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As democracy comes under threat globally, isn’t it time for a system check? By Osmund Agbo

Dr Osmund Agbo

Jair Bolsonaro was sworn in as the President of the Republic of Brazil in January 2019 but lost re-election in December 2022 to a leftist former president, Lula da Silva. He, however, refused to concede defeat and his sympathisers stormed the Planalto Presidential Palace, destroying government properties and clashing with authorities, in a manner reminiscent of the attack on the U.S. Capitol on January 6th, 2021 by supporters of then President Donald Trump.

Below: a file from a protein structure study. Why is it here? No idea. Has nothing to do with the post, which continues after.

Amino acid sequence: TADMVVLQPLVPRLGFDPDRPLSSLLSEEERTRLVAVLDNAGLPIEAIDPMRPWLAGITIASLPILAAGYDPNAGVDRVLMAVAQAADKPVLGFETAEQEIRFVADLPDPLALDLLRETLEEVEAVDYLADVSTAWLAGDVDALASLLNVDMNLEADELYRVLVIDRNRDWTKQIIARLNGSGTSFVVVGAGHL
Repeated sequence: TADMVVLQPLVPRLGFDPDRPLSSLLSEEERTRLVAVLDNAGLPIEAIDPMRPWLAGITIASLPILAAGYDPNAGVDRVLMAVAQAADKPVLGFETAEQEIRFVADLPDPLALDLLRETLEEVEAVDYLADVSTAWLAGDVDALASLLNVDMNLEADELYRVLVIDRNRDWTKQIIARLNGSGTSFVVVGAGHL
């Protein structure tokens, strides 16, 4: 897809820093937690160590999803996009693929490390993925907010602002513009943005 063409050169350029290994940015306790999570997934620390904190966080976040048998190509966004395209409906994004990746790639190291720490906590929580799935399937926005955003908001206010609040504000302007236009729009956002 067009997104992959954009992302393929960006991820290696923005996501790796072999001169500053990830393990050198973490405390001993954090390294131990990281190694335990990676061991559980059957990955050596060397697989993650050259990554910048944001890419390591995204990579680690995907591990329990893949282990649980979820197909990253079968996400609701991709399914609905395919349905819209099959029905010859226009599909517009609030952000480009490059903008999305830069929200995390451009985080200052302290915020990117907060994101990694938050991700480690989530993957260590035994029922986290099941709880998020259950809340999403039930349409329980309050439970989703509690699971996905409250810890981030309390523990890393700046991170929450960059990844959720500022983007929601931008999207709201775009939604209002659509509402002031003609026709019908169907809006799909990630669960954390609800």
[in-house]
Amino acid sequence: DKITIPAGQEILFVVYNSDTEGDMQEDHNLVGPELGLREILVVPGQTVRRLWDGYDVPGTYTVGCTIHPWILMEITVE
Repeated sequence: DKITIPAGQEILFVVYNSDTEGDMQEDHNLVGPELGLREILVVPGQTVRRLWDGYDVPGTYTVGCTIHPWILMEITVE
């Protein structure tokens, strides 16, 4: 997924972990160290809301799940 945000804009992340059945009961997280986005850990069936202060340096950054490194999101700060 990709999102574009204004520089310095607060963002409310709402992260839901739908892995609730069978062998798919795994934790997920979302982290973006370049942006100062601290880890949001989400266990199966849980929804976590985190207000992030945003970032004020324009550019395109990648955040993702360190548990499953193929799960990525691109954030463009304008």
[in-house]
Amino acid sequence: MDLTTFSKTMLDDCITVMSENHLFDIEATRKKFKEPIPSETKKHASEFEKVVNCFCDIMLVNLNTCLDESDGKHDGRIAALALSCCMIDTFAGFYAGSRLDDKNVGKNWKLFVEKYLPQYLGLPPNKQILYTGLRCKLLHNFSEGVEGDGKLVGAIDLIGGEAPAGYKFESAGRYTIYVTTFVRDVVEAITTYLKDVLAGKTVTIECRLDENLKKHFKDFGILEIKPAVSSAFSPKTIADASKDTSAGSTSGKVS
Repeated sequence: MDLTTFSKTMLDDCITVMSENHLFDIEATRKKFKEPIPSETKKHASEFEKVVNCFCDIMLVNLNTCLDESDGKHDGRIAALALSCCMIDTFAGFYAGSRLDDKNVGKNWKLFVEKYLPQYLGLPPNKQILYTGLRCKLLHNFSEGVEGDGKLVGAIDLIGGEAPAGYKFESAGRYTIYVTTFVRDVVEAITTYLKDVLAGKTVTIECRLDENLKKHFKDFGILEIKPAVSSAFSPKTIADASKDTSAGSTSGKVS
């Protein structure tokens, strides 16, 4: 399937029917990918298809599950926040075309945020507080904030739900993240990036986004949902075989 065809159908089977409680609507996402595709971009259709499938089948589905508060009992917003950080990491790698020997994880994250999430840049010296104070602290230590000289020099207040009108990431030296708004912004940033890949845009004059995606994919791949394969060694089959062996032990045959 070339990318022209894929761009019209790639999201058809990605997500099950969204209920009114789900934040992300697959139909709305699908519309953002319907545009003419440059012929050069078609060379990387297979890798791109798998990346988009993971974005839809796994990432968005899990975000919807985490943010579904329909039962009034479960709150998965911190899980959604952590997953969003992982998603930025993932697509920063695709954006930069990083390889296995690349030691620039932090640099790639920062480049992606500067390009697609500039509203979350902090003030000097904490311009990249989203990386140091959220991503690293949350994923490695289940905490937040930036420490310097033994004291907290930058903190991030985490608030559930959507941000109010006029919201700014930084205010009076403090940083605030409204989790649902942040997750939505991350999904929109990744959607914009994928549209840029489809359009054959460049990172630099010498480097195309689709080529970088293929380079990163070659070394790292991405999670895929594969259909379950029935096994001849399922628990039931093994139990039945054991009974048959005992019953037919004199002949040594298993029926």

From Donald Trump of the United States, Pedro Castillo of Peru and Jair Bolsonaro of Brazil, democracy has come under serious threat globally by strongmen and narcissists, duly elected presidents who are clinging ferociously to power even when they lost an election. The three countries aforementioned are all presidential democracies compared to countries like the U.K., Canada, New Zealand, or Germany that practise the parliamentary system. In New Zealand, Jacinda Ardern, the nation’s 40th Prime Minister and leader of the Labour Party since 2017, just announced her plan to resign from those positions by February 7th. Germany’s Angela Merkel, a longtime serving chancellor, stepped aside voluntarily in December 2021. There is an emerging pattern that seems to suggest that governments within the presidential system are unusually likely to collapse into coups or other violence in comparison to parliamentary democracies. Those who have studied the pattern, like Dr. Juan Linz and his group identified several reasons. Not in the least, is the fact that the presidential systems are set up in a way that makes removing a leader far more difficult and cumbersome, raises the stakes so much higher while at the same time also effectively discouraging leaders from stepping down voluntarily. Dr. Linz, an Emeritus Professor of Sociology and Political Science at Yale University, specialised in comparative politics. He once submitted that the “the vast majority of the stable democracies in the world today are parliamentary regimes, where executive power is generated by legislative majorities and depends on such majorities for survival.” The separation of power between the legislative and executive branches in a presidential system means that a ruling party can not simply change out an unpopular leader with a replacement as easily obtained in the parliamentary systems. Both the ruling party and the opposition are keenly aware that impeachment is difficult and messy; hence many Republican congressmen did not have qualms urging Donald Trump, a president seen as a threat to America, to stay on in office. The parliamentary system is not without its own serious drawbacks. Unlike in the presidential system, the head of government is not directly elected by the people but chosen by the majority party in Congress. This also means that the Prime Minister can easily be changed on a whim simply by his party members in parliament, passing a vote of no confidence even when such a leader might still be enjoying huge popularity with the citizens. That happened recently in Pakistan when Prime Minister Imran Khan, hugely popular in his country, was ousted by the nation’s National Assembly alleged to be under the control of the military top brass. France operates a semi-presidential system, some kind of a hybrid between the parliamentary and presidential systems of government. The nation’s political system consists of the executive, legislative and judicial branches. The President of France is directly elected by the people and the presidency is the supreme magistracy of the country. His position is the highest office in France and whoever occupies that office is the head of state and commander-in-chief of the French Armed Forces. The Prime Minister is appointed by the President and oversees much of the nation’s actual day-to-day domestic affairs, though the president still wields significant influence and authority, especially in the fields of national security and foreign policy. The Prime Minister is only answerable to the National Assembly and once appointed, can not be dismissed by the president. The whole idea is to reap the benefit of both parliamentary and presidential models while attempting to mitigate the inherent systemic weakness of each design. But truth be told, no system is “pitch perfect” and devoid of unique encumbrances, be it parliamentary, presidential, or even a hybrid of both. Every system needs a critical mass of men and women, willing, ready, and committed to protecting the guardrails of democracy for it to work. That is the only way to put a check on the excesses of men in the corridors of power. For far too long, the world has always believed in the naive concept of benevolent dictators and leaders who will voluntarily relinquish power when they have served out their time and purpose. But over and over again, that has proven to be an illusion. In reality, what separates those leaders who step down from those who do not often turns out to be less on that leader’s goodwill than on the simple nature of their political system. Even in the parliamentary systems, resignation often appears voluntary but most often it’s not. It comes amid quiet nudging and some internal pressure coming from party members to do the right thing or face threat of impeachment upon refusal. That was the case with the U.K. Prime Minister, Boris Johnson before he finally was forced to resign. Eternal vigilance, Thomas Jefferson cautioned, is the price of liberty. We are reminded that all it takes to bring the world’s most enduring democracy to its knees is a very ambitious narcissist, supported by a bunch of loonies. John Philpot Curran summed it up so nicely when he said; “The condition upon which God hath given liberty to man is eternal vigilance; which condition if he breaks, servitude is at once the consequence of his crime and the punishment of his guilt.” The ripple effect of the egregious and multi pronged attacks, targeting all the pillars of democracy in the United States offers a cautionary tale. Osmund Agbo writes from Houston, Texas. Email: [email protected]